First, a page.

President Abraham Lincolns Gettysburg Address was given on November 19, 1863 during the dedication ceremony of the Soldiers National Cemetery in Gettysburg, Pennsylvania. Four months earlier, the Union army defeated the Confederate forces in Gettysburg during the American Civil War.
One of the best known speeches in U.S. history, the address begins with the now iconic phrase, Four score and seven years ago, our fathers brought forth on this continent, a new nation, conceived in liberty, and dedicated to the proposition that all men are created equal. The speech ends with Lincoln exhorting his listeners to dedicate themselves to the pursuit of a new birth of freedom to ensure that government of the people, by the people, for the people, shall not perish from the earth. Lincoln was not the main speaker at the event. His two-minute speech followed a two-hour address by famed orator Edward Everett. But Lincolns wordswhich advocated equality and a representative governmentare the ones we remember today.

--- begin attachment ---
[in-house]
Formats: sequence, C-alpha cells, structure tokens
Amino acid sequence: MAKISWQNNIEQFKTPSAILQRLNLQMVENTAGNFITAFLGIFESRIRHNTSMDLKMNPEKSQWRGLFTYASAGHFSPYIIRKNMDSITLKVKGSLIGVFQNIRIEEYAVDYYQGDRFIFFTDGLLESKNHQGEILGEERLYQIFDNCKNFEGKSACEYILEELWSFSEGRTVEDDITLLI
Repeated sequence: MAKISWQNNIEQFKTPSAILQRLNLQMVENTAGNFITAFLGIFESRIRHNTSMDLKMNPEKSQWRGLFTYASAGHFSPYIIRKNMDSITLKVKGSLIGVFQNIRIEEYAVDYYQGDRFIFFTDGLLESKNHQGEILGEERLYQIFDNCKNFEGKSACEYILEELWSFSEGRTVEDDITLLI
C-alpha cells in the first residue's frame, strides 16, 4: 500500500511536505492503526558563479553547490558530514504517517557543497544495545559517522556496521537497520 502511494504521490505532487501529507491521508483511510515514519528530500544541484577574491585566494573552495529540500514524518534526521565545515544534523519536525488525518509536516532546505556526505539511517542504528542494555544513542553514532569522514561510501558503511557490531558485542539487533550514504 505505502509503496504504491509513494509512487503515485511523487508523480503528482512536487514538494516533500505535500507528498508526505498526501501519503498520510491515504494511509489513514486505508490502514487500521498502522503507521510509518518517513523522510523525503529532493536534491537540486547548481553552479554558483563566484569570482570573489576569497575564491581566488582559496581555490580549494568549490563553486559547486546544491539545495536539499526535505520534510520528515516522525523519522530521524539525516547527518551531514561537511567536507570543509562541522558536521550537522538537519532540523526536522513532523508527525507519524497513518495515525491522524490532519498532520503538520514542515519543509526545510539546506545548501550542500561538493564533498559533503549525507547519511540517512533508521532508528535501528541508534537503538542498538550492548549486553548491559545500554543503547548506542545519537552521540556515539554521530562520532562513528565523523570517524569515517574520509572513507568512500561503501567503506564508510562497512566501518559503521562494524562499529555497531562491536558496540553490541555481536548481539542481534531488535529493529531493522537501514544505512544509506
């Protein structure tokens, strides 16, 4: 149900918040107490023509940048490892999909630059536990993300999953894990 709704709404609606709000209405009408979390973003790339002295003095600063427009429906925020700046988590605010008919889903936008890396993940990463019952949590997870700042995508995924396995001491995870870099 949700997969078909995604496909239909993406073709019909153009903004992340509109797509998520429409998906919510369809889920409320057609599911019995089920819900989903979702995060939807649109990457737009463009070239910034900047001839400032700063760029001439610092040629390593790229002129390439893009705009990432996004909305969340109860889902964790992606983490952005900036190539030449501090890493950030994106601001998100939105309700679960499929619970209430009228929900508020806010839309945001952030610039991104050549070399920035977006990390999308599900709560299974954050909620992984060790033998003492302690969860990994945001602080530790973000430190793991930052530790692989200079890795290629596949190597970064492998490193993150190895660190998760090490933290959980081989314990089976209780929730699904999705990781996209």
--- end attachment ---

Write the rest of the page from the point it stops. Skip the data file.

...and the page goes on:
Fourscore and seven years ago our fathers brought forth, upon this continent, a new nation, conceived in liberty and dedicated to the proposition that "all men are created equal."
Now we are engaged in a great civil war, testing whether that nation, or any nation so conceived and so dedicated, can long endure. We are met on a great battlefield of that war. We have come to dedicate a portion of it, as a final resting place for those who died here, that the nation might live. This we may, in all propriety do. But in a larger sense, we cannot dedicate, we cannot consecrate, we cannot hallow, this ground. The brave men, living and dead, who struggled here, have hallowed it, far above our poor power to add or detract. The world will little note, nor long remember what we say here; while it can never forget what they did here.
It is rather for us the living, we here be dedicated to the great task remaining before us--that from these honored dead we take increased devotion to that cause for which they here gave the last full measure of devotion--that we here highly resolve that these dead shall not have died in vain, that this nation shall have a new birth of freedom, and that government of the people, by the people, for the people shall not perish from the earth.